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Large Format Photo Printer

October 2, 2009 - Dave Hecei
I am a Mac user and an avid photographer. When I was shooting film it was mostly slides. I either had them printed directly, or later on, used film scanners to digitize them for use on my computer and could print them digitally. Now I use a DSLR and don’t need to bother with buying film, processing, and scanning. Printing photos at home has been possible for some time now with Photo printers from the likes of HP, Lexmark, and Epson. Over the years I have owned several Epson photo printers, which many professional photographers have recommended. To this day, I still use an Epson inkjet for photo printing.

My first photo printer was the Epson Stylus Photo 700. What made this a ‘photo printer’ was the fact that it had more than just the standard 4 ink colors. From there I went to the Epson Stylus Photo 780 and then the 875DC, which used 6 colors. Recently I upgraded to the Epson Stylus Photo R200 since it replaced the large single color cartridge with separate ones, plus it could print onto printable CD/DVD recordable discs.

All of these Epson models worked great and with the proper Epson photo paper would produce outstanding photographs. The all these models had a limitation in print size. The biggest photo was only 8x10 (letter size - 8.5x11).

For some time now, Epson has had models that could print on paper up to 13-inches wide. These ‘photo’ models have, until now, been priced well above the 8.5x11-inch models (letter size). One of their latest models, the Epson Stylus Photo 1400, is capable of printing on 13x19-inch paper (Super B-size), and has a price that even casual photographers can afford.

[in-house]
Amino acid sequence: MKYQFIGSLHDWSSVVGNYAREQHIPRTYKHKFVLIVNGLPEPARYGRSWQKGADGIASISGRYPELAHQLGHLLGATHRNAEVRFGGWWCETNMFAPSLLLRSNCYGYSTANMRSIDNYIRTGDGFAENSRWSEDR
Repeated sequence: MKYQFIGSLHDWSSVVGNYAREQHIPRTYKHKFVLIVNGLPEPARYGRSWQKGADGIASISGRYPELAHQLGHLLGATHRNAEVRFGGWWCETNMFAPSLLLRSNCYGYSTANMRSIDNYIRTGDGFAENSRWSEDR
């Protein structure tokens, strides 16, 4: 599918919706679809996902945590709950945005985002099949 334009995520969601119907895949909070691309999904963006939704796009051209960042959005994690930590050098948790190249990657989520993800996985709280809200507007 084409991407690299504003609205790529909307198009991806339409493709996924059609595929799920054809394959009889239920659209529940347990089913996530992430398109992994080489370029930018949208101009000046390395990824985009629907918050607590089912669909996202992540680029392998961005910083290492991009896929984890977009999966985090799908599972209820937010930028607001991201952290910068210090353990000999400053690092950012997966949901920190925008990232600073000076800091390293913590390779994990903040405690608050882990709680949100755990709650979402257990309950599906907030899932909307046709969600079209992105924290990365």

The 1400 uses Epson’s Claria Hi-Definition ink, which is stated to be archival – 98 years under glass and 200 years in an album. The R1400 can print on photo paper from 4x6 inches up to 13-inches wide by up to 44-inches long (panoramic paper). Like the R200 I had before, the 1400 can also print onto printable CD/DVD discs.

Photos print fairly fast on the 1400. Epson states that a 4x6 takes 46 seconds and an 8x10 is just under 2 minutes (1 min 51 sec). Of course your times may vary due to image content and speed of your computer. My times are just under 2 minutes for a 4x6 and just over 4 minutes for an 8x10.

Super B-size printers are not small and the 1400 proves it. It weighs about 25 pounds and measures about 24 x 12 x 9-inches. Of course, this is not quite the true size since it has trays and holders that fold out. The 1400 needs much more space depth-wise than just its footprint.

Ink use is another matter. The 1400 does use individual ink tanks so if one color is out you only throw the one cartridge away. The ink cartridges for the 1400 are bigger than the ones for my R200 so they do last a bit longer. What the actual print capacity is I don’t know. Ink runs about $15 to $20 per color so it costs around $100 to fill it up.

Prints made on any inkjet based printer are going to be a bit more expensive than say a ‘Mart’ store, but you don’t buy one of these printers to save money, you buy it for control. A Mac with an Epson 1400 and Photoshop becomes your custom darkroom. Having a photo printer allows you to print whatever and whenever you like. By using software like Photoshop CS x or Elements you now have total control over color, contrast, cropping, etc.

The 1400 is Epson’s entry level wide-format photo printer. The 1400 is normally priced around $250 to $300, though I have recently seen the 1400 on sale for as low as $199. Epson also has the R1900, R2880, and the Stylus Pro 3800 – priced at $550, $800, and $1295.

 
 

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